How brands like CLIF Bar, Corona and REI take ownership of their events
Most event marketers have enjoyed the benefits of sponsoring a vibrant event. Maybe a music festival that attracts the millennial audience they’re trying to reach, or a sporting event that draws thousands into a stadium—and their on-site activation.
But at some point they’ve no doubt wondered—what would happen if we took all that experience and financial investment and created our own event?
CLIF Bar has sponsored everything from the Ironman, the Burton US Open and the Boston Marathon to countless local runs and rides around the country and in its hometown of San Francisco. And for three years, it took the plunge and launched its own proprietary event, dubbed the CLIF Bar CykelScramble (which is currently on hiatus as the brand dreams up a new course). Part obstacle course and part festival, it became a new way for consumers to experience the brand and for CLIF Bar to make a greater impact on attendees.
“Sponsoring all those other events is great, but you only get a small portion of the voice. You’re limited to your booth size and what you can do outside of that in terms of grassroots,” says Adrian Santos, event manager at CLIF Bar. “With owning our own event, we have complete control and complete majority of voice.”
Corona in partnership with Live Nation brings its Electric Beach program to EDM festivals across the nation, and has activated about 40 proprietary Electric Beach events per year across eight cities on rooftop bars with pools and at beach resorts. So Jim Sabia, cmo at Corona, knows a thing or two about creating a proprietary event.
“Developing a proprietary event series isn’t the easiest thing to do, and we feel like a big part of the reason we’ve been so successful is the incredible equity we’ve built for the Corona brand for almost four decades. That ‘Find Your Beach’ mentality and connection the brand has to kicking back and enjoying time with friends and family has been consistent and iconic,” Sabia says.
Proprietary events such as the Outessa Summit, a weekend outdoor getaway for women, are a major focus at REI, the outdoor retailer, where 80 to 90 percent of its events are proprietary, such as its trail run series of 5 and 10Ks in over two dozen markets as well as REI-specific campouts. The remainder goes to outside events like the Ragnar Trail Series, the largest overnight running relay series in the U.S.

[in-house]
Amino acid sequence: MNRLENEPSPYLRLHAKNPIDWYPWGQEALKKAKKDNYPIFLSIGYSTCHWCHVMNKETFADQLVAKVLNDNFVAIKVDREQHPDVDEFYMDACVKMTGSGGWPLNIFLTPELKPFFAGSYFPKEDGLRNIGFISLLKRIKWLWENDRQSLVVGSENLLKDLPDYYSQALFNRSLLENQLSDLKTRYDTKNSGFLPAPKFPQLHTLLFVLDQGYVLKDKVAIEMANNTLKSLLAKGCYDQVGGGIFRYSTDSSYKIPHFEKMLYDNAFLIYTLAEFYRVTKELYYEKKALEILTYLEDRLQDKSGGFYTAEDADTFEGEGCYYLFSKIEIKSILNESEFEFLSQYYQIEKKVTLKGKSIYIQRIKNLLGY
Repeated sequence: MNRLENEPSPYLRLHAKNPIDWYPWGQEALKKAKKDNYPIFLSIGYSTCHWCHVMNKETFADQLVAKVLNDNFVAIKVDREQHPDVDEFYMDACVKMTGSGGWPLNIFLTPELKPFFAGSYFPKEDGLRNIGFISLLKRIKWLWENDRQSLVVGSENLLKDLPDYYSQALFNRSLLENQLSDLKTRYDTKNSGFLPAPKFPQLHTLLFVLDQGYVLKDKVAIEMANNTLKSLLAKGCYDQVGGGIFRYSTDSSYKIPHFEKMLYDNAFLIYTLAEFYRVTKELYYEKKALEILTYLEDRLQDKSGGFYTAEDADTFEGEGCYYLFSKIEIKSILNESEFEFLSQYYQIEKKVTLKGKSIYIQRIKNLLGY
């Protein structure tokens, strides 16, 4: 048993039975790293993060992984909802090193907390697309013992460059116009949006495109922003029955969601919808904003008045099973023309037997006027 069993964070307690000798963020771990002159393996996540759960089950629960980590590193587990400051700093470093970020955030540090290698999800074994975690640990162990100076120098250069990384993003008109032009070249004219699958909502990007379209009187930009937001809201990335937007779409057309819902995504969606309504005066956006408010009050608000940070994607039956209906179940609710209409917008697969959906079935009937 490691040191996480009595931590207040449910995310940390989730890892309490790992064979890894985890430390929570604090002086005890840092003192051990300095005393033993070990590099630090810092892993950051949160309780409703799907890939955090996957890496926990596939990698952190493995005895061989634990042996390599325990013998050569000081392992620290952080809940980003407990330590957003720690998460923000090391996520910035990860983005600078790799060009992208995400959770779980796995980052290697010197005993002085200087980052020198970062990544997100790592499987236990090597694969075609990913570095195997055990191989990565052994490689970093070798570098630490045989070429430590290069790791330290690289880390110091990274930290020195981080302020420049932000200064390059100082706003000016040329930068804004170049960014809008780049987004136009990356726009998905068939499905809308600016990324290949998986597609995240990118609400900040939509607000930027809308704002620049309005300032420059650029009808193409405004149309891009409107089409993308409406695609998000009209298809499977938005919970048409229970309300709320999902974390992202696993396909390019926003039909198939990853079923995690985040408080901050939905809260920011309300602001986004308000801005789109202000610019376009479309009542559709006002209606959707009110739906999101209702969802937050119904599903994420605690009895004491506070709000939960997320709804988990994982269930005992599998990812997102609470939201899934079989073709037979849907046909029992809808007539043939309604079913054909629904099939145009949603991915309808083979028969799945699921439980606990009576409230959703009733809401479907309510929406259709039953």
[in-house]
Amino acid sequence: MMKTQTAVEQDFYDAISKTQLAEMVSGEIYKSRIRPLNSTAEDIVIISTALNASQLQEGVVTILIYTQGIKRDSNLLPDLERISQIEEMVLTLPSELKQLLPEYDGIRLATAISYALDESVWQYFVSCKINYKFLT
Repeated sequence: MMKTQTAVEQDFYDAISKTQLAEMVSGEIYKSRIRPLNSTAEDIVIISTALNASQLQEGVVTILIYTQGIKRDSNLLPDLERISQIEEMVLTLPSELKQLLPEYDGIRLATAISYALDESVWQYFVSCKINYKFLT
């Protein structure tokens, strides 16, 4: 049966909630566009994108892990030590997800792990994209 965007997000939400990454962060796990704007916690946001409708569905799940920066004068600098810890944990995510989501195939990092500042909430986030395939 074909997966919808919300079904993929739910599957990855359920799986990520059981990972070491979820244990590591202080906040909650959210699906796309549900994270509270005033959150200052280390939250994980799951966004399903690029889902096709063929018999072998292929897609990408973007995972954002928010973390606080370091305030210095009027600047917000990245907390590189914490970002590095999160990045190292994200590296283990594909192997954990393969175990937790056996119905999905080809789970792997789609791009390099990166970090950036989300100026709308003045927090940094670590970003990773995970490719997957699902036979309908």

Besides ownership and control of the experience, proprietary events are an opportunity for brands to stand out as an authentic voice in a sea of marketing messages and to forge a deeper one-on-one connection with a target audience.
Here’s a closer look at how some of these brands do it.
Proprietary events position your brand as the voice of authority, whether you’re targeting trail runners, beer drinkers or outdoor adventure seekers. CLIF Bar’s founder is a huge biking enthusiast who came across the energy bar concept on a 135-mile bike trip across Europe, so the CLIF Bar CykelScramble cuts straight to the heart of the company.
The same holds true at REI, where authenticity is priority No. 1, says Stu Trusler, the company’s national events coordinator. “We are so focused on, as everyone should be, the customer and enhancing their experiences, whether it is our own proprietary event or a partnership with another company. We want to be experience-leading and not sales-leading.”
Ditto for Corona. “We aren’t just looking for logo placement or ‘sponsoring’ an event. We want to create an experience,” says Sabia. For Corona, that experience involves an environment for relaxing, dancing, partying and live music, along with cool interactives such as underwater photo ops and black light body painting stations.
At a proprietary event, your brand is the star of the show, an ideal spot to raise awareness, immerse attendees in your brand and forge a connection. The 2016 CLIF Bar event drew 8,300 spectators and 75 teams of four, all decked out in costume as they raced through the obstacle course. Local brewer Lagunitas Beer sponsored a beer garden; Camelbak, which is located nearby, distributed water bottles and Mike’s Bike, a local bike shop, participated. “We are definitely on to something because this is something unique that had never been done before,” Santos says. “Our desire is to feed and inspire adventure in all of us.”
At Corona, Electric Beach is a way to resonate with fans. The events feature local djs and up-and-coming artists, and the brand works closely with venues and talent to create a unique experience for each event, including customized art based on the dj. “We choose events that make a connection directly to something they care about,” says Sabia. “For our Electric Beach fans, particularly multicultural millennials, there’s an enthusiasm for dance music that’s like none other.
“Sponsoring concerts and music festivals certainly have a place for our brand, and those investments are important. From EDC Las Vegas to Nocturnal Wonderland in Los Angeles, we’ve aligned Corona with some incredible artists that our consumers love. But with Electric Beach, we get to take the brand experience a step further and generate really positive memories and moments directly with our fans,” Sabia says. Which is something you may decide to do, too.
*This article was originally published in 2017 and is updated periodically